Do Hard Money Reviews How to Structure a Purchase Contract for your Next Fix & Flip

Once you find a property to flip, you might think the road is easy going from here. But not so fast—you’ve got a long path ahead, and the first challenge is structuring your purchase contract. When the contract isn’t done right, your deal could face serious problems—anything from a delay to completely falling through.

Don’t let your hard work tracking down a great investment go to waste. Do Hard Money reviews the basics of purchase contracts to make sure you don’t miss anything important.

Purchase name

Flexibility in the purchase name can make things easier for you in the long run. To secure funding for your flip, don’t buy the property under your own name—use the name of your company instead. When Do Hard Money reviews contracts, they and other lenders will offer financing only to business entities, not to individuals. This protects both parties from liabilities and avoids some residential regulations. To qualify yourself for funding, and to set yourself up on the path to renovating and flipping, include the purchase name in one of these three ways:

  • Purchase in the name of your company
  • Add an addendum to the purchase contract stating that the buyer has the right to create a new entity for the property
  • In the purchase name, add your name or the name of your company, followed by “and or assigns.”

Any of these options will allow you to assign the property to your current or future business entity for the purpose of renovating and reselling for a profit. Simply signing your own name, without giving yourself the right to later reassign it, puts your deal at risk.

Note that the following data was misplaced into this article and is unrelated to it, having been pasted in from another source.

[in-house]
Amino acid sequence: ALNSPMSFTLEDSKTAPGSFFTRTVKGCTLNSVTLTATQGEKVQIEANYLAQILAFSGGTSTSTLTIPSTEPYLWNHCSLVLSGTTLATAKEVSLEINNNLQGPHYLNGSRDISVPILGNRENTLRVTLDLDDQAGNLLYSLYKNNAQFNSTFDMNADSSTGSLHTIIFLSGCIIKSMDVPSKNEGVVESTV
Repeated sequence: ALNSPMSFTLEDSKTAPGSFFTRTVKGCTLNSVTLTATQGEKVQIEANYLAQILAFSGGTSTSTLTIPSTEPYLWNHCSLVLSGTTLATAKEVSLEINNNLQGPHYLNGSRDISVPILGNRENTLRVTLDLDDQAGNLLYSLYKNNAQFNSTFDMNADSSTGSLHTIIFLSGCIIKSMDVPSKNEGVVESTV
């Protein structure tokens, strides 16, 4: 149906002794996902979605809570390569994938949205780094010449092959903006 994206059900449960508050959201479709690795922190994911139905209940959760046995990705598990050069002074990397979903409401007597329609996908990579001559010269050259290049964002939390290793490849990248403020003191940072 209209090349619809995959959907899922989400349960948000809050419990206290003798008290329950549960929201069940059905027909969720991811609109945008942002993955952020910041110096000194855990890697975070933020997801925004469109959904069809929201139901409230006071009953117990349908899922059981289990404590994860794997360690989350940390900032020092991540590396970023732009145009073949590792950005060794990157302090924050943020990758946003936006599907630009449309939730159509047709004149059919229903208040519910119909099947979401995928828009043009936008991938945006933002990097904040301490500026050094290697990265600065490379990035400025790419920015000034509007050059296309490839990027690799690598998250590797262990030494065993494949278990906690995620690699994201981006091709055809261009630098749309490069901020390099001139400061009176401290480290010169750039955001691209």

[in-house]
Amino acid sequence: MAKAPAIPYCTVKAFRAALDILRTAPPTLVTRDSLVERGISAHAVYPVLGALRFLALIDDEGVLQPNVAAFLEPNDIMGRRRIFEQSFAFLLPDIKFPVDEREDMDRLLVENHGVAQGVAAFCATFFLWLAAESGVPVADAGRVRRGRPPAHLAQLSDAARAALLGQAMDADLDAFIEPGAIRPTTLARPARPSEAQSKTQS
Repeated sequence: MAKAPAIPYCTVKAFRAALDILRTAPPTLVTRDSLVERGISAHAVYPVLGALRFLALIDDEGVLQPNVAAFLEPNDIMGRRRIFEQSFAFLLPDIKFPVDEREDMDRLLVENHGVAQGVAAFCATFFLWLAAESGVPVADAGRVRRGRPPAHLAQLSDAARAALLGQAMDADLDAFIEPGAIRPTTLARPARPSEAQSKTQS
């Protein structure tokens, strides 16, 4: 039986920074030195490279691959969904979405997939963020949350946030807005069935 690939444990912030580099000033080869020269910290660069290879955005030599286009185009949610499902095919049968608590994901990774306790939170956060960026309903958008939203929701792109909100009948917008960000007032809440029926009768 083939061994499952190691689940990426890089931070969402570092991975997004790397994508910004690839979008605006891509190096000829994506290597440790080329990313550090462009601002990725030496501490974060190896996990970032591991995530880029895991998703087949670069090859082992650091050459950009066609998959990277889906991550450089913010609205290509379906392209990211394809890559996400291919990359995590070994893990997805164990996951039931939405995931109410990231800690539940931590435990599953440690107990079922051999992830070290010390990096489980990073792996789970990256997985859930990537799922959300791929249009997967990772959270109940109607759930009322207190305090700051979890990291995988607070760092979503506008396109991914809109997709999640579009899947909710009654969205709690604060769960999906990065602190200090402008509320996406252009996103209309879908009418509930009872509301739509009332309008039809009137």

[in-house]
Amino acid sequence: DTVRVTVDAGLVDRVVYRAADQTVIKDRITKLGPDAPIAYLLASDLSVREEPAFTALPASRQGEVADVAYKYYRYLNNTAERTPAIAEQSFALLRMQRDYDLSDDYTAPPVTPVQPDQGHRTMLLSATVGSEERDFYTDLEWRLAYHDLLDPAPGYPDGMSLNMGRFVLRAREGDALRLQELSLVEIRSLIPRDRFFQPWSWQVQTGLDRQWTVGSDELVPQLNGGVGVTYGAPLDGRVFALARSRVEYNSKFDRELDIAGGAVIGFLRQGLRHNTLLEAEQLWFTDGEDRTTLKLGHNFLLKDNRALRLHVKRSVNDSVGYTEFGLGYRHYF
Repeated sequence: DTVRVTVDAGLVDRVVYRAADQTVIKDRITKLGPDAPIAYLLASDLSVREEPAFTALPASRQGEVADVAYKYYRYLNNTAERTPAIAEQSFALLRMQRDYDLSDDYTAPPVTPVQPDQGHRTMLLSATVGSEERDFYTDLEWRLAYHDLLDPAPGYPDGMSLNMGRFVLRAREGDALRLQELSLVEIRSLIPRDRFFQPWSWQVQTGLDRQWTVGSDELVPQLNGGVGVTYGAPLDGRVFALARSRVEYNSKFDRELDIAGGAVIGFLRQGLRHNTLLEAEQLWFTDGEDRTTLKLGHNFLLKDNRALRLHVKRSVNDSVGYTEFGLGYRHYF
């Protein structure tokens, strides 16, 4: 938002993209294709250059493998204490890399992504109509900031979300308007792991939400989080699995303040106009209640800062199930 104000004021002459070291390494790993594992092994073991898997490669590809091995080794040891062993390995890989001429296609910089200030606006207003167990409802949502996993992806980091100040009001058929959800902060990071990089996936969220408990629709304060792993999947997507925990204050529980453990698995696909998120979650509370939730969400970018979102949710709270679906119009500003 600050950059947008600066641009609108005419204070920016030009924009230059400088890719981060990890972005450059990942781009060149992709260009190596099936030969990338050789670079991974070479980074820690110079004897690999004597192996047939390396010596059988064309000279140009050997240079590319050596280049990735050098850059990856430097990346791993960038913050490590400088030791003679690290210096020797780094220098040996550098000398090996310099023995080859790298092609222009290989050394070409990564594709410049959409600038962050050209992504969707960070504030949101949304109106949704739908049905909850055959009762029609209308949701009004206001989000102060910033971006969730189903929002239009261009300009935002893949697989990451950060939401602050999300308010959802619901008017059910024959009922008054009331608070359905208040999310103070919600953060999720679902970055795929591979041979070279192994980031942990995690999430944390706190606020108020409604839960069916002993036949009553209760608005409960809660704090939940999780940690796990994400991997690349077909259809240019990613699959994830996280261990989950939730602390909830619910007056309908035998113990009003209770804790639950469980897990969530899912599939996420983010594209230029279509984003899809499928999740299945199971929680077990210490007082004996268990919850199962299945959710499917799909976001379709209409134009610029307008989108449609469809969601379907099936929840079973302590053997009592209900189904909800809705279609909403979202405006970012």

Some people will tell you to state in the purchase contract that you are paying in cash, even if you aren’t. There’s no need for this—be up front and state that you are using hard money or private financing.


Another problem newbies struggle with is setting and following deadlines in creating their purchase contracts. Do Hard Money recommends house flippers use these deadlines as a guideline:
  • Appraisal: 5 to 10 business days from acceptance
  • Inspection: 10 to 15 business days from acceptance
  • Loan denial: 10 to 20 business days from acceptance
  • Purchase: 10 to 20 business days from acceptance

Keep Looking!

Even as you’re negotiating a contract on one property, keep looking for more properties and making offers as they come along. Don’t put all your eggs in one basket, and always be open to a new investment.

Do Hard Money Reviews

With everything involved in finding a property, negotiating with sellers, and drawing up a purchase contract, real estate investing can have a steep learning curve. Do Hard Money is here to help every step of the way. For more detailed information and help with financing, contact Do Hard Money today for a free consultation.